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prescribe fordham

Faculty members call for “clear statement of the basis for these funding and censorship decisions” from McShane and Fordham administration.

By IAN MCKENNA
Managing Editor
Published: November 15, 2012
Updated: 8:20pm

Tracy Higgins, professor of law at Fordham Law, and Bridgette Dunlap, Human Rights Fellow at the Leitner Center for International Law and Justice, with support and input from other Fordham Law faculty members, have written an open letter to Fordham President Father Joseph M. McShane, S.J. in response to the funding of Ann Coulter’s Fordham visit, originally scheduled for Nov. 29 but since has been cancelled. The letter, circulated to Fordham Law faculty by professor of law Steve Thel, asks for a clear stance from the administration on its previously inconsistent support, both in promotion and funding policies, of student groups and events. The letter also asks for support from the student body through a petition form at the bottom of their address to McShane.

The group calls for “a clear statement of the basis for these funding and censorship decisions in light of their manifest inconsistency.”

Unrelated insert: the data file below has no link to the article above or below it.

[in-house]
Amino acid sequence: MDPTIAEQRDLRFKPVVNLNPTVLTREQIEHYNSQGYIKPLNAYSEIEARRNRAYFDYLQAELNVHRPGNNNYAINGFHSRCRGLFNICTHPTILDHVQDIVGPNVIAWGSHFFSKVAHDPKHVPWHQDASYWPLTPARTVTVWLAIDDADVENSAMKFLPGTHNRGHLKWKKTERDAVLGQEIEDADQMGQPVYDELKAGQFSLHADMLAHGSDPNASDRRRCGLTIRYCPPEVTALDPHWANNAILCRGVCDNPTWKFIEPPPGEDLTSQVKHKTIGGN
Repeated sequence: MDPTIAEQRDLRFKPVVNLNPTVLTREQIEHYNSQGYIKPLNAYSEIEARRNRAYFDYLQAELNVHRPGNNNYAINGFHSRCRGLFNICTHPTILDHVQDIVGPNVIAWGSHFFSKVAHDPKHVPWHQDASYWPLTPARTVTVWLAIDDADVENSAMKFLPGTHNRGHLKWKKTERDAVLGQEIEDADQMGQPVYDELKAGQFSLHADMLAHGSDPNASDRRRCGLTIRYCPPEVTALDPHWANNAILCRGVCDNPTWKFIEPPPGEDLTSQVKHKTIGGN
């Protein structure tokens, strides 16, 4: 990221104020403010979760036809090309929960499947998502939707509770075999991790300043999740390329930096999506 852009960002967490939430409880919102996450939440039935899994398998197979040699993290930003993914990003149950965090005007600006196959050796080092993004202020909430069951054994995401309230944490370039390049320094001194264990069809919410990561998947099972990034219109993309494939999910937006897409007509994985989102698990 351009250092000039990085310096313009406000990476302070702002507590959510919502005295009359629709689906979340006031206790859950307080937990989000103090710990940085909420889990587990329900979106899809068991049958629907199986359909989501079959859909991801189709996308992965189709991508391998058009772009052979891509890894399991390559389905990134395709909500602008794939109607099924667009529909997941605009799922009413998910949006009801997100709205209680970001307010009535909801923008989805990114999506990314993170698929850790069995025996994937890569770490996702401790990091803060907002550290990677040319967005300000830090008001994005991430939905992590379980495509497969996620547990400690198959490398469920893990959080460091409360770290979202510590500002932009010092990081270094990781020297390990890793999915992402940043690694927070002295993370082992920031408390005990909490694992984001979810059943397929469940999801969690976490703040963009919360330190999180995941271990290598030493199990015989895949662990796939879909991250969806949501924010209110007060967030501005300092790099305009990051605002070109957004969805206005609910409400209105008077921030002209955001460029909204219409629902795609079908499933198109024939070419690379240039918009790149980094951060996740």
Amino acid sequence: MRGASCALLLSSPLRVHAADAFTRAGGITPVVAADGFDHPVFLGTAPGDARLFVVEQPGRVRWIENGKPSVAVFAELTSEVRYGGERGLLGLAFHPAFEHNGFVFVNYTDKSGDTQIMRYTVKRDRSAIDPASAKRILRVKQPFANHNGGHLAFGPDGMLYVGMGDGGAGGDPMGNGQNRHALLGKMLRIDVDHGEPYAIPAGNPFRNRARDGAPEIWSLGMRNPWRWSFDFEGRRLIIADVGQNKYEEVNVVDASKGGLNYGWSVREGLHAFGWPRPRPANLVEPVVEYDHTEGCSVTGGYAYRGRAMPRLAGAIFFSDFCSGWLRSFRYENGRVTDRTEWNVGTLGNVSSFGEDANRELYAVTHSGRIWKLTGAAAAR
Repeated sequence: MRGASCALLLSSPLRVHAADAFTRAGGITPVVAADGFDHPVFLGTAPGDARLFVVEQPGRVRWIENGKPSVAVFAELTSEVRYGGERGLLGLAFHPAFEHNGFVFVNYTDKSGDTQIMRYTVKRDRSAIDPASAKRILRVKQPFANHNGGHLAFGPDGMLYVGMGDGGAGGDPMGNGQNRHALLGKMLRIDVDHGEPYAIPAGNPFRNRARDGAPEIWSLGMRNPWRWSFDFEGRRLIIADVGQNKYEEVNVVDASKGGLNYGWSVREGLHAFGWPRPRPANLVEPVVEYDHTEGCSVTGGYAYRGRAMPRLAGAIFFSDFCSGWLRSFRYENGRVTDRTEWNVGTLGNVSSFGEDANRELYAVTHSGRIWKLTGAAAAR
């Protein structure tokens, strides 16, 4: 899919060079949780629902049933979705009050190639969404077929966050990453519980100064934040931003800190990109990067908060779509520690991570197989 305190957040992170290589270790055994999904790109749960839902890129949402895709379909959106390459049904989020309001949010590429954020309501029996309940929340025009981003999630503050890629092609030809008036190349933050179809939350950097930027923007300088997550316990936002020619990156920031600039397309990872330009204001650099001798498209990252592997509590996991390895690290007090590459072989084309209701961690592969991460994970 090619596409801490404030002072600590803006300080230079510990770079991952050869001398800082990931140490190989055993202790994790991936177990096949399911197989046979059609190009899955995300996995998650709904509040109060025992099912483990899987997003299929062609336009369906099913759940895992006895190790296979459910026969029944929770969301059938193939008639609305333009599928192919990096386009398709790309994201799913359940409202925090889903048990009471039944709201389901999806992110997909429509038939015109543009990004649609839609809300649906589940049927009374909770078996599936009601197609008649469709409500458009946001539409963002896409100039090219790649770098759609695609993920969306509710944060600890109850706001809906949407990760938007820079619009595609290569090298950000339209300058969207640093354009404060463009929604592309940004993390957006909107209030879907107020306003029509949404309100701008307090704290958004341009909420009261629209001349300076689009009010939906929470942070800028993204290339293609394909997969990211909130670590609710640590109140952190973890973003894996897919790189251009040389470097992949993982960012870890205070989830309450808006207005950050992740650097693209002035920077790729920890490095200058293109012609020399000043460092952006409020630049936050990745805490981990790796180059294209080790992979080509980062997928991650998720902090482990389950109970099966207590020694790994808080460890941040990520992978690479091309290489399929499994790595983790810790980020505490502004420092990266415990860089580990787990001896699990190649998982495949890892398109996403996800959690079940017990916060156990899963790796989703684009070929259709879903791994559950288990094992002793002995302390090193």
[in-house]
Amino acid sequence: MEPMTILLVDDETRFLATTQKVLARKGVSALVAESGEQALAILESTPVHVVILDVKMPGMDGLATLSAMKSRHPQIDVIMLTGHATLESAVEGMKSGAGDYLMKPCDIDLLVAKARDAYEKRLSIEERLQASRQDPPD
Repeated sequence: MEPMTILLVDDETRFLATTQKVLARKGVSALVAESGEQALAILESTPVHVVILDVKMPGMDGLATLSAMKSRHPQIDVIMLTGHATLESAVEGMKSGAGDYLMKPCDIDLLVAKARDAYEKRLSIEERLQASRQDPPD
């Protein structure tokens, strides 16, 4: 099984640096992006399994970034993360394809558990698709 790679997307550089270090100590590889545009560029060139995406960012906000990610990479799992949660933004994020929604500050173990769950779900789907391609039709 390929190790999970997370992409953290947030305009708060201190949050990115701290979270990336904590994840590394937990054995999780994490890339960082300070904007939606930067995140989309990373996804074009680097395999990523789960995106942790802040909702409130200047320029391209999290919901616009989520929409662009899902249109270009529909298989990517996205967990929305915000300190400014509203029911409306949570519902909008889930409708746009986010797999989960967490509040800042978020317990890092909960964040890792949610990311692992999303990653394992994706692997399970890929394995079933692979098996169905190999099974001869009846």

(Kyle Cassidy/Wikimedia Commons)

“Though the College Republicans withdrew the invitation to Ms. Coulter in light of the outcry from their peers, the problem remains that the University was willing to allocate over $10,000 to this event even while denying funding to other student and departmental initiatives featuring speakers or topics with which it disagrees,” the letter reads.

While the writer celebrates McShane’s decision to distance the university from Coulter’s message it continues to say that “we remain deeply troubled, however, by the University’s inconsistency regarding which events it denies funding or otherwise censors on campus,” specifically bringing the examples of the Vagina Monologues, a controversial event by Fordham undergraduates each year to raise awareness of violence against women.

“[I]t was a wonderful statement that Father McShane made and a very robust defense of academic freedom, discourse, and dialogue, and we want to be sure that we are living up to that and it doesn’t seem that we are,” Dunlap said.